Tag Archives: Irvine Children’s Dentistry

Halloween Cash for Candy Drive 2012



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Dr. Chand’s Mission Trip to Africa


I am so proud of my partner Dr. Chand, and her husband, Steve, for what they accomplished on a recent mission to help children with albinism in Tanzania, Africa. Most of us were uninformed about the tragedies these children suffered till Dr. Chand brought it to our attention. I thank the Lord for her fervent heart as she continues to serve others despite the physical and emotional challenges she faces to do so.

In some regions of Africa, people with albinism (a defect of pigment production that results in little or no color in the skin, hair, and eyes) face extreme prejudice and are brutally killed, eaten, and have their body parts sold on the black market. Local witch doctors teach that people with albinism are spirits, rather than actual people, and that albino body parts will bring wealth and good fortune and cure you of many illnesses. “This mistaken belief that albino body parts have magical powers has driven thousands of Africa’s albinos into hiding, fearful of losing their lives and limbs to unscrupulous dealers who can make up to $75,000 selling a complete dismembered set,” (The Associated Press, 2009).

Below is part of a recent email sent to me from Dr. Chand:

We have met some of the bravest, most amazing children. Today, we treated a 10 year old girl who was attacked and had her arm cut off. I don’t exactly know how she managed to escape but she did! Another little boy had his finger cut off but escaped by biting his attacker. Please continue to pray for our trip and also for these children. There are some schools where the teachers really take care of the children and then there are others where the kids are neglected. In those schools, I saw many kids with sunburn and skin cancer. It really broke my heart….”

To read more about Dr. Chand’s recent mission and to learn more about this cause, click on Dr. Chand’s Blog below:


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Should I Give My Child Fluoride?


Photo courtesy of Center for Disease Control and Prevention

Fluoride is a naturally occurring mineral and with the right dosing, fluoride is an excellent and safe way to strengthen your child’s teeth and decrease his/her chances of getting a cavity.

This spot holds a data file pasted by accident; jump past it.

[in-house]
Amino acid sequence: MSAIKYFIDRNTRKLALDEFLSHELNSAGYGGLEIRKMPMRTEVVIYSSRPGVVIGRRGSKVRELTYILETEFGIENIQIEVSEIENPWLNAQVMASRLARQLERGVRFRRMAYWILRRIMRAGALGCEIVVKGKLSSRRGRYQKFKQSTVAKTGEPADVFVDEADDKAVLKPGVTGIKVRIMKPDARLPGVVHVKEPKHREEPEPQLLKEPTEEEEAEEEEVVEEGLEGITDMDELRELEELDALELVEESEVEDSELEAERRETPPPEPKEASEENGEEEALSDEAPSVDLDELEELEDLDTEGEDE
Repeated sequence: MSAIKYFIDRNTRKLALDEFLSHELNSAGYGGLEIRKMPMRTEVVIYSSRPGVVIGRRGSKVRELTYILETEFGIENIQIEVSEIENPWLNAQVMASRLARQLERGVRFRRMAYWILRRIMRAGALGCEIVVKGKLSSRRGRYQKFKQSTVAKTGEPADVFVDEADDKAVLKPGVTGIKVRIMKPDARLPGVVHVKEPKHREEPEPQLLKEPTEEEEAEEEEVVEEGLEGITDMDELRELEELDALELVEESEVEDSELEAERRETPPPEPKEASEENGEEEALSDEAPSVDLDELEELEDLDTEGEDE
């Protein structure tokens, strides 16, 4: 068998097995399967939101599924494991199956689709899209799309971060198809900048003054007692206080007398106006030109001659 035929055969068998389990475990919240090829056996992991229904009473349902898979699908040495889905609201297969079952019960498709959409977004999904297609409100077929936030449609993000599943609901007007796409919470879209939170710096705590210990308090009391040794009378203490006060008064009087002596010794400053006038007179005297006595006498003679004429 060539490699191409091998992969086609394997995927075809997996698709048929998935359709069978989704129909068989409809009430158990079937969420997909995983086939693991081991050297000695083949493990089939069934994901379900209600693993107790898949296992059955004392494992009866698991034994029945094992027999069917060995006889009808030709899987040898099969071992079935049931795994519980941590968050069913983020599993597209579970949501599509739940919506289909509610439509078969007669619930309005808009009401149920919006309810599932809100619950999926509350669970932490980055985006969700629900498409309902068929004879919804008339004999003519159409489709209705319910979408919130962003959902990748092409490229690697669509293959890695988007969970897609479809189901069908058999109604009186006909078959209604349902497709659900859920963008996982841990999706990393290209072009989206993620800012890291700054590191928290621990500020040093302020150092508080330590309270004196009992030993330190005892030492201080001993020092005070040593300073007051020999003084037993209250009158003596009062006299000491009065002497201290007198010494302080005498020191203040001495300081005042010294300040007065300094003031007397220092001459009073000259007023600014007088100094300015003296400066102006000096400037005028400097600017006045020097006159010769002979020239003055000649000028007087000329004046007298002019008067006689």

Tooth decay is the single most common chronic childhood disease.

2000 US Report of Health Services

28% of children between the ages of 2-5 have decay

78% of kids by age 17 have decay

 Communities that are fluoridated show a 50% decrease in cavity rates.

There are 2 ways fluoride can be used. Fluoride can be ingested through fluoridated tap water or fluoride supplements. This type of “internal” fluoride supplementation will increase the strength of the enamel of the developing permanent teeth. You can also use fluoride topically by placing fluoride toothpaste or gels directly on to the existing teeth in your child’s mouth. In summary, topical fluoride helps decrease cavities in existing teeth, and ingesting fluoride internally will help make a child’s developing permanent teeth stronger. The American Academy of Pediatrics, the U.S. Public Health Department, and the American Dental Association all recommend that children ages 1 to 16 years old receive fluoride either in the water that they drink or as a supplement.

Today, most municipal water supplies are fortified with fluoride. The water supply for Orange County is made up of water from the Metropolitan District of Southern California and contains an average fluoride level of 0.6 parts per million. If the local water supply has a fluoride content of more than 0.3 parts per million then your child does not need a supplement in the form of drops or tablets. You can get information about how much fluoride your tap water contains by contacting your local water department, or by purchasing a test kit.

Although fluoride is a naturally occurring mineral, it is important that children get the right amount of fluoride, as too much over time can lead to fluorosis, a condition that causes white spots to appear on your child’s adult teeth. While most cases of fluorosis are mild, severe cases can cause a brownish mottling on the teeth and weaken tooth enamel. But these cases are mostly caused by over consumption of fluoride through swallowing of toothpaste or fluoride supplements, not through drinking city water. To avoid this, do not use toothpaste or mouthwash that contain fluoride until your child learns how to properly spit out which generally is not till the age of 3 or 4 years old . We recommend when using a fluoride toothpaste, use only a rice-sized amount for children under the age of 3.